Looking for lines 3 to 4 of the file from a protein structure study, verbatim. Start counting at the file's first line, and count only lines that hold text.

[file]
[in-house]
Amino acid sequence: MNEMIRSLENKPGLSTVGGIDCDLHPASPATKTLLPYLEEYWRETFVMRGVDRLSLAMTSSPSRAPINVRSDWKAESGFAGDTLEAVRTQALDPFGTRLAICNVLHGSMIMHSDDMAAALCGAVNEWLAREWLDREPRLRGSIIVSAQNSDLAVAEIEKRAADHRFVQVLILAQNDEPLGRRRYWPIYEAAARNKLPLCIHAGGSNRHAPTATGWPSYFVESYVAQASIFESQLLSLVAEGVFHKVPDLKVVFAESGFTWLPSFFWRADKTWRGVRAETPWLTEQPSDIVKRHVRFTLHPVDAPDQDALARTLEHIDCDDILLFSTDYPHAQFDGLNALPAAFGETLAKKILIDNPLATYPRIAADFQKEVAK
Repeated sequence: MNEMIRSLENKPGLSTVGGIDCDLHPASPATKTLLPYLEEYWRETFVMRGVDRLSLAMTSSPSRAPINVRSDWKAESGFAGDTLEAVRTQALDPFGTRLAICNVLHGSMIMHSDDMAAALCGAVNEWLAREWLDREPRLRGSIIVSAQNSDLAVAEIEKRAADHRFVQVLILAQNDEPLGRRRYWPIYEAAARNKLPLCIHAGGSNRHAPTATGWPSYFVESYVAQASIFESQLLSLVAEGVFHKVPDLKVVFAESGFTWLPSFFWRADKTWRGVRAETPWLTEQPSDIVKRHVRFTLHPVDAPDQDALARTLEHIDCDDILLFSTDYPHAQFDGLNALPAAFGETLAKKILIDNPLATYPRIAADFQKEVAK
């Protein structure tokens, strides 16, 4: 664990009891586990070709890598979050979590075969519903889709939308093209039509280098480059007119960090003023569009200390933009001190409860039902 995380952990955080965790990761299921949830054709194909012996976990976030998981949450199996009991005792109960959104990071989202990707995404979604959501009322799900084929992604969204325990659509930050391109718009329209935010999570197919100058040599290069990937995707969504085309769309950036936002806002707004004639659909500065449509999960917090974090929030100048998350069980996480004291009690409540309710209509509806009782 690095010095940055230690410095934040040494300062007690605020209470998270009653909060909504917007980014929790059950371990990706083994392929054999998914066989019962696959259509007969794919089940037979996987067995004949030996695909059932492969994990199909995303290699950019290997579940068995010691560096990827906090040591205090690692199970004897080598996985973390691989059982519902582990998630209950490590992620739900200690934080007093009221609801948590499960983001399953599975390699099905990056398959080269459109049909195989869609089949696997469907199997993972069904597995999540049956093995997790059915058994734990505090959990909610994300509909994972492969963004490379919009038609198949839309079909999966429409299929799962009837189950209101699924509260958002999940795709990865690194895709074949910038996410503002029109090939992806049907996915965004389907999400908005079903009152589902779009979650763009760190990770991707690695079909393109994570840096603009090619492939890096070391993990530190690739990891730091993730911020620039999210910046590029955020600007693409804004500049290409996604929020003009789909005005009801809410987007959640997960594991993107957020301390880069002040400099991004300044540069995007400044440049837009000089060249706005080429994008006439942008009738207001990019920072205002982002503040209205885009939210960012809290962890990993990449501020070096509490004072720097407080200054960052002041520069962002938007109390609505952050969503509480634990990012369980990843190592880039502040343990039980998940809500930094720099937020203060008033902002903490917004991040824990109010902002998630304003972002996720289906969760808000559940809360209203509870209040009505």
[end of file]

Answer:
Repeated sequence: MNEMIRSLENKPGLSTVGGIDCDLHPASPATKTLLPYLEEYWRETFVMRGVDRLSLAMTSSPSRAPINVRSDWKAESGFAGDTLEAVRTQALDPFGTRLAICNVLHGSMIMHSDDMAAALCGAVNEWLAREWLDREPRLRGSIIVSAQNSDLAVAEIEKRAADHRFVQVLILAQNDEPLGRRRYWPIYEAAARNKLPLCIHAGGSNRHAPTATGWPSYFVESYVAQASIFESQLLSLVAEGVFHKVPDLKVVFAESGFTWLPSFFWRADKTWRGVRAETPWLTEQPSDIVKRHVRFTLHPVDAPDQDALARTLEHIDCDDILLFSTDYPHAQFDGLNALPAAFGETLAKKILIDNPLATYPRIAADFQKEVAK
């Protein structure tokens, strides 16, 4: 664990009891586990070709890598979050979590075969519903889709939308093209039509280098480059007119960090003023569009200390933009001190409860039902 995380952990955080965790990761299921949830054709194909012996976990976030998981949450199996009991005792109960959104990071989202990707995404979604959501009322799900084929992604969204325990659509930050391109718009329209935010999570197919100058040599290069990937995707969504085309769309950036936002806002707004004639659909500065449509999960917090974090929030100048998350069980996480004291009690409540309710209509509806009782 690095010095940055230690410095934040040494300062007690605020209470998270009653909060909504917007980014929790059950371990990706083994392929054999998914066989019962696959259509007969794919089940037979996987067995004949030996695909059932492969994990199909995303290699950019290997579940068995010691560096990827906090040591205090690692199970004897080598996985973390691989059982519902582990998630209950490590992620739900200690934080007093009221609801948590499960983001399953599975390699099905990056398959080269459109049909195989869609089949696997469907199997993972069904597995999540049956093995997790059915058994734990505090959990909610994300509909994972492969963004490379919009038609198949839309079909999966429409299929799962009837189950209101699924509260958002999940795709990865690194895709074949910038996410503002029109090939992806049907996915965004389907999400908005079903009152589902779009979650763009760190990770991707690695079909393109994570840096603009090619492939890096070391993990530190690739990891730091993730911020620039999210910046590029955020600007693409804004500049290409996604929020003009789909005005009801809410987007959640997960594991993107957020301390880069002040400099991004300044540069995007400044440049837009000089060249706005080429994008006439942008009738207001990019920072205002982002503040209205885009939210960012809290962890990993990449501020070096509490004072720097407080200054960052002041520069962002938007109390609505952050969503509480634990990012369980990843190592880039502040343990039980998940809500930094720099937020203060008033902002903490917004991040824990109010902002998630304003972002996720289906969760808000559940809360209203509870209040009505």